Monterey Bay salmon fishermen soldier on.
Thursday, July 28, 2005
It’s been a long, hard summer for local salmon fishermen.
Commercial fishing was banned in the Monterey Bay for the entire month of June. Locally, fishermen were restricted to waters south of Point Sur. Commercial fishermen have also been limited by size restrictions: they could only keep salmon 27 inches or larger in May and September, and 28 inches in July and August. Sky-high fuel prices have also added to fishermen’s recent woes.
Following the July 4 reopening of the season with fishing allowed in the Monterey Bay, local salmon fishermen struggle forward.
At 4:30pm on a recent afternoon, the commercial fishing boats return to the docks at Old Fisherman’s Wharf, after 12 hours at sea.
Anthony Campo, a manager at the Monterey Fish Company, says the July season started off extremely well, even with the high price of gas.
Campo says the fuel prices were at their highest by the beginning of July—reaching upwards of $4 a gallon. They dipped to $2.25, and are now about $2.50 a gallon. He’s not complaining.
“July has been a good month so far,” he says. “They brought in so much [salmon] we couldn’t sell it all.”
Marc Heisdorf, a marine biologist with the California Department of Fish and Game (DFG), echoes Campo.
“[Fishermen] seem to be doing well,” he says. “They’re having a few off days, but overall they have been bringing in steady catches this month.”
Heisdorf says local commercial salmon fishermen have been bringing in an average of anywhere from 10 to 400 12-pound to 13-pound fish each day. He cannot provide a more precise number of the daily fish tallies until the end of the season.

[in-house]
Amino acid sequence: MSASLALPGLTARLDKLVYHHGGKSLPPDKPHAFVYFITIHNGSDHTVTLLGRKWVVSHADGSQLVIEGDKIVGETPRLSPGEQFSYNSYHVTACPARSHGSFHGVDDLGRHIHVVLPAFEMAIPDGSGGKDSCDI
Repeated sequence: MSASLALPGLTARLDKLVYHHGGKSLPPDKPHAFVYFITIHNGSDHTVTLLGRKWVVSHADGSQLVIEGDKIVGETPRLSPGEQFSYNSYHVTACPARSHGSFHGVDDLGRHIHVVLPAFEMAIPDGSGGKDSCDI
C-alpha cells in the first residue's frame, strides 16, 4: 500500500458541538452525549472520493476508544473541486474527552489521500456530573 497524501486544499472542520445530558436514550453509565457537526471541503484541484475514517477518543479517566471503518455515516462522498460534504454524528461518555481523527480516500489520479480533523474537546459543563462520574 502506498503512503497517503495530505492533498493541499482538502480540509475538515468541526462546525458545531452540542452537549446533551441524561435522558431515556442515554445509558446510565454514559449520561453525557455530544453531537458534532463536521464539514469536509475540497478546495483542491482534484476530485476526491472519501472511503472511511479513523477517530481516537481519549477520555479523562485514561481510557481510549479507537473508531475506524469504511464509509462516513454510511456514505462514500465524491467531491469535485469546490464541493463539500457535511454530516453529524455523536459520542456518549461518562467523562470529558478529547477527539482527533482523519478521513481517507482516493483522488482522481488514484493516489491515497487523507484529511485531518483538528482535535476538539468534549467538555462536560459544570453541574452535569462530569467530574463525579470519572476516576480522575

Commercial fishermen were banned from fishing in the Monterey Bay during the entire month of June. That’s because of the low salmon stock in Oregon’s Klamath River, which used to be the third most productive salmon river system in the country. With the Klamath River’s population dropping so low, other salmon populations, including those from the Sacramento River, must be left alone so they can merge with the Klamath population.
In order to protect the Klamath River salmon stock, the DFG split up the California coast into six commercial fishing areas, each to be active during a designated time. Monterey Bay’s designated region includes waters from San Mateo County’s Pigeon Point in the north to the Point Sur area in the south. The current fishing season runs until Aug. 29. It will reopen on Sept. 1, and close again on Sept. 30.
Despite the shortened season, however, DFG’s Jamie Barlow says the fishing boats are doing alright.
Barlow, a DFG technician, collects data from the commercial fishing boats as they drop off their catches of the day.
Earlier in the week, Barlow says fishermen caught about 5,000 pounds of salmon in the Monterey Bay. But a couple of less than average days followed that successful day.
“The fishermen’s success relies on factors that tend to differ day-to-day,” he says. “Ocean current and ocean temperature have been unpredictable.”
Commercial fisherman Roger Consani pulls into the docks after a long day under the white sky. His boat Lorna Gay shows only a few battle scars from its hours at sea. Consani’s got a barrel full of 13-pound salmon. But, he says, “Today I caught a minimum. Salmon fishing has been mediocre here, in the bay.”
Right now, the price of salmon is around $2.42 per pound plus an 8 cents association fee. Consani says the market value has gone down substantially from what it was in May.
John Gradis, another commercial salmon fisherman, follows Consani in.
“It varies day-to-day,” Gradis says. “Today was an average day. Actually, it was a good day because there weren’t a lot of boats out.”
The devastated Klamath River salmon populations continue to affect local commercial fishermen. But, like Gradis says, there are still some good days.